The penultimate part of the book concerned the oral arguments before the 4th Circuit in the case of Rice v Paladin.  I found this section particularly interesting not only because I like the ripostes inherent in the back-and-forth arguing between advocates and justices, but also because it gave me some insight into the mind of the lawyers pleading a case while they are in front of the court.  Smolla became intrigued at the way Justice Luttig seemed to be steering him toward a particular argument so he did some research into the background and culture of the justice following their presentation.  That led to an extremely interesting discussion of a legal philosophy expounded by Judge Jerome Frank in Law and the Modern Mind.  Frank proposed that contrary to the “judge as umpire” position adopted by Justice Roberts during his confirmation hearings, and if the law consists of the decisions of judges, then “whatever produces the judges’ hunches makes the law.”   So what are these “hunch-producers?”  Frank argued “one must look at the individual judge’s past to find out.”  Smolla suggests Justice Luttig  had “brooded” about the case before the arguments were even made and had a well-formed opinion before a word was spoken in open court. Now I would assume part of that might be because Luttig had digested the briefs before the arguments. Certainly that appears to be the case in the Supreme Court oral arguments I listen to, but another case in Luttig’s background may have also played a part, that of the murder of Major Shirley Russell by her husband Robert Russell.  Fascinating. (An interesting law review article can be found here.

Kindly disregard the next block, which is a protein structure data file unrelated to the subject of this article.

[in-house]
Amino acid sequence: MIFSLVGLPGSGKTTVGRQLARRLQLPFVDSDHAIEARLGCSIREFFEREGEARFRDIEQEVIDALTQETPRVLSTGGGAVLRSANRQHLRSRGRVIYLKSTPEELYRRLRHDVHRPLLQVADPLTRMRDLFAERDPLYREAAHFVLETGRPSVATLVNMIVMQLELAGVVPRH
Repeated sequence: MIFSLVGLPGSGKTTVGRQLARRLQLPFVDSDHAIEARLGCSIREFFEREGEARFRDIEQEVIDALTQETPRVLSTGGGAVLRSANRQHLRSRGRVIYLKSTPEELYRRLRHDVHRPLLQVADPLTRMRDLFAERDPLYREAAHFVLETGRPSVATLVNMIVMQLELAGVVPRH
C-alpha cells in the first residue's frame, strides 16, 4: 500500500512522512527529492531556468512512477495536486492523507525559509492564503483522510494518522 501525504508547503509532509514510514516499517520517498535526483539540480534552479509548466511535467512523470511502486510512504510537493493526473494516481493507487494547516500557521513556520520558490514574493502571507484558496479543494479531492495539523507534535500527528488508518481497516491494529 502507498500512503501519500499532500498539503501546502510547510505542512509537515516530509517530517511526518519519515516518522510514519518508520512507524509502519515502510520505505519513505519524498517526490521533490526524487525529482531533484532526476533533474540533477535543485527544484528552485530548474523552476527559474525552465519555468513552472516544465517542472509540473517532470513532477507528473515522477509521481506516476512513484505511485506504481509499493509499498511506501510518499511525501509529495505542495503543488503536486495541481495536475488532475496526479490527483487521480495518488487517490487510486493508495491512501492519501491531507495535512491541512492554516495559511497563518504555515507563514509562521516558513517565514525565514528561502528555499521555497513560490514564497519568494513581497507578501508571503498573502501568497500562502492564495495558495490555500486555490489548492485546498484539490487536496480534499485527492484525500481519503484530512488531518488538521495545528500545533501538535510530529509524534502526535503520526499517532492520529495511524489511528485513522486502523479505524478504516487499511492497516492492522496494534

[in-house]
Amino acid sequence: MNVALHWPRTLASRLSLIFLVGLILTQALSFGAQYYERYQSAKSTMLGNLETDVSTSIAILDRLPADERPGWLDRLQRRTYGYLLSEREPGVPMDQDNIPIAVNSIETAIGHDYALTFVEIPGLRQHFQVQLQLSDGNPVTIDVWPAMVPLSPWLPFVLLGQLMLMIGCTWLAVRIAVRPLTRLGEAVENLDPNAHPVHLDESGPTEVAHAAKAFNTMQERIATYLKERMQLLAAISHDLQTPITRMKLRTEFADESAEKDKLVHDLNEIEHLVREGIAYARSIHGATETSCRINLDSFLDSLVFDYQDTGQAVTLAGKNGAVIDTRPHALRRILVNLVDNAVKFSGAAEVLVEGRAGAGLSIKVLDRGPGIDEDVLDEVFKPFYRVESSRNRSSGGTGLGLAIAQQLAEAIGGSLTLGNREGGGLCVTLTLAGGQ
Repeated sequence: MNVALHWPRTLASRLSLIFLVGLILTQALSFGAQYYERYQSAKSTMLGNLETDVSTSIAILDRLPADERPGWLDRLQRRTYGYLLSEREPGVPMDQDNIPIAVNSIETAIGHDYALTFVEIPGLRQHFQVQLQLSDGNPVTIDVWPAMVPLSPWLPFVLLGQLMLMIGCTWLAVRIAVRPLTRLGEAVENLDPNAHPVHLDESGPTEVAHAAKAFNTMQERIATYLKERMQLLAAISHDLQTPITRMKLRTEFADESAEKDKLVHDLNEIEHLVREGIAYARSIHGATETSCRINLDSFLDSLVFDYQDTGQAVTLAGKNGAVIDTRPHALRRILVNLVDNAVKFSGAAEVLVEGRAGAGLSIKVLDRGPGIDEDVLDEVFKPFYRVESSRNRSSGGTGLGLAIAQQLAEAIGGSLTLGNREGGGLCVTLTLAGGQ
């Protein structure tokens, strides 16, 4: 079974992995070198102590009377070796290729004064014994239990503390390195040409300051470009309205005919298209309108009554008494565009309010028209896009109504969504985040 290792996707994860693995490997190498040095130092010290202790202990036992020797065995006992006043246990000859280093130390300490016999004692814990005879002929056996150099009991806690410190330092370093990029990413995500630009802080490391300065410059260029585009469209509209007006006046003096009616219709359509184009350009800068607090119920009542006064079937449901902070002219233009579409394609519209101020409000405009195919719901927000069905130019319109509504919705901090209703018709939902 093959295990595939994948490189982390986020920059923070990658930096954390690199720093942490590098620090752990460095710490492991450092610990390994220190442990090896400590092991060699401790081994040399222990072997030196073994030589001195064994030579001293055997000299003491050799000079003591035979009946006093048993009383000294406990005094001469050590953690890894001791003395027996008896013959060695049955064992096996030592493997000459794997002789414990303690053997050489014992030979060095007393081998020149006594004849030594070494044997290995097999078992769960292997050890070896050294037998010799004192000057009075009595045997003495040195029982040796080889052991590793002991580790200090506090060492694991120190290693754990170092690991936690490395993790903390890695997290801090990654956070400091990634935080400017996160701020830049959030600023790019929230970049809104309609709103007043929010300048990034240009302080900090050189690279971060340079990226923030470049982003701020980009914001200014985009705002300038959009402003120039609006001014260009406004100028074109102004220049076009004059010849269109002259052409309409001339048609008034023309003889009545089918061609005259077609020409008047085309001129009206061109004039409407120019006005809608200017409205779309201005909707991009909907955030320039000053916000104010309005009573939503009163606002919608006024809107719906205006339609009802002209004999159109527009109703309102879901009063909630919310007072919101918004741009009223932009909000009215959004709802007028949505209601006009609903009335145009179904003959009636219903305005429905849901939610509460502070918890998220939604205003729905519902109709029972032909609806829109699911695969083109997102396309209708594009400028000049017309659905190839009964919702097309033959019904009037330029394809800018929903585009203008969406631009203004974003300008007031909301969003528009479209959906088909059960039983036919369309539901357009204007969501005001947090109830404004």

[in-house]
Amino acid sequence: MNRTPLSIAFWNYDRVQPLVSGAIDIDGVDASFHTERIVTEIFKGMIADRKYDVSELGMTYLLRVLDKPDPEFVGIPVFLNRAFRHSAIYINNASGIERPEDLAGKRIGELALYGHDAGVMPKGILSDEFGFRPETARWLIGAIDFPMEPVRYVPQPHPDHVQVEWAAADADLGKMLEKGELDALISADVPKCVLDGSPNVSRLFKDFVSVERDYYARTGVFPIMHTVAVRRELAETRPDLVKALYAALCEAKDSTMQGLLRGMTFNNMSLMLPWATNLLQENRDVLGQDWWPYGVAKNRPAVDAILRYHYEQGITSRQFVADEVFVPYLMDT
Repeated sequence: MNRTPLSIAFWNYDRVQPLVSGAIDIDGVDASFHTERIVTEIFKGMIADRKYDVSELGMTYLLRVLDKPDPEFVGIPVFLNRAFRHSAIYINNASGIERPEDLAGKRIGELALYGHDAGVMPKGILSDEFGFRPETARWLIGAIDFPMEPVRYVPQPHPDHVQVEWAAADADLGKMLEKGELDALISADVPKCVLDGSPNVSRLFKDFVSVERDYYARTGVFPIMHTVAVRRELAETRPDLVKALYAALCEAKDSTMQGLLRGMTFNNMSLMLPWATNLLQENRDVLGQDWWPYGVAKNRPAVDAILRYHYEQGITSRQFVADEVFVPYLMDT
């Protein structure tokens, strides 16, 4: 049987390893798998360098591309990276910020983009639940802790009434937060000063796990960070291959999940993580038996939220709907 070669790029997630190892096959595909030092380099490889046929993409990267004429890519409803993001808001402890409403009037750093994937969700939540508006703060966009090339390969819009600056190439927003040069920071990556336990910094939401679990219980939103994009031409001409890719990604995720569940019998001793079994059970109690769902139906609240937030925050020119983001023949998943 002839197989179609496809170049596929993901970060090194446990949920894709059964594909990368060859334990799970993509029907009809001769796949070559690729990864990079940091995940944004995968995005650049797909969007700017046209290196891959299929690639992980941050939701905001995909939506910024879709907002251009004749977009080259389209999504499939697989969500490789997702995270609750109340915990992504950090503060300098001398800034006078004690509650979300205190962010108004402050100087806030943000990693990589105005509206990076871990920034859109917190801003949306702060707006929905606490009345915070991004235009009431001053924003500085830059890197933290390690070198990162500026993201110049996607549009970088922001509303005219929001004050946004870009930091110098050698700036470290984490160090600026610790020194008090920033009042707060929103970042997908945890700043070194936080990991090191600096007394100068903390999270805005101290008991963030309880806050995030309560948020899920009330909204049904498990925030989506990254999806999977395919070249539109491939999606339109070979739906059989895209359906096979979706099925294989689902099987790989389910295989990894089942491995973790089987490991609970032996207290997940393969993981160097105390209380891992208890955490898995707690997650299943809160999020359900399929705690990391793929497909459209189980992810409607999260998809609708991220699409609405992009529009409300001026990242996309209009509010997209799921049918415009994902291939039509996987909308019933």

The book didn’t start off well for me.  I found the insertions of class discussions irritating at first, but since the issue was fascinating, I persevered and it really took hold. Smolla does a good job of integrating the memoir of his own “come to Jesus” moment with that of Howard Spiegel and why they decided to take the case. Smolla thinks very highly of himself, a negative, but the "inside" view of how their strategy developed and the personality clashes of the lawyers add an interesting dimension to the book. I won’t reveal the outcome of the case, but my personal take on the case is that Smolla was on the wrong side.

'via Blog this'
Post a Comment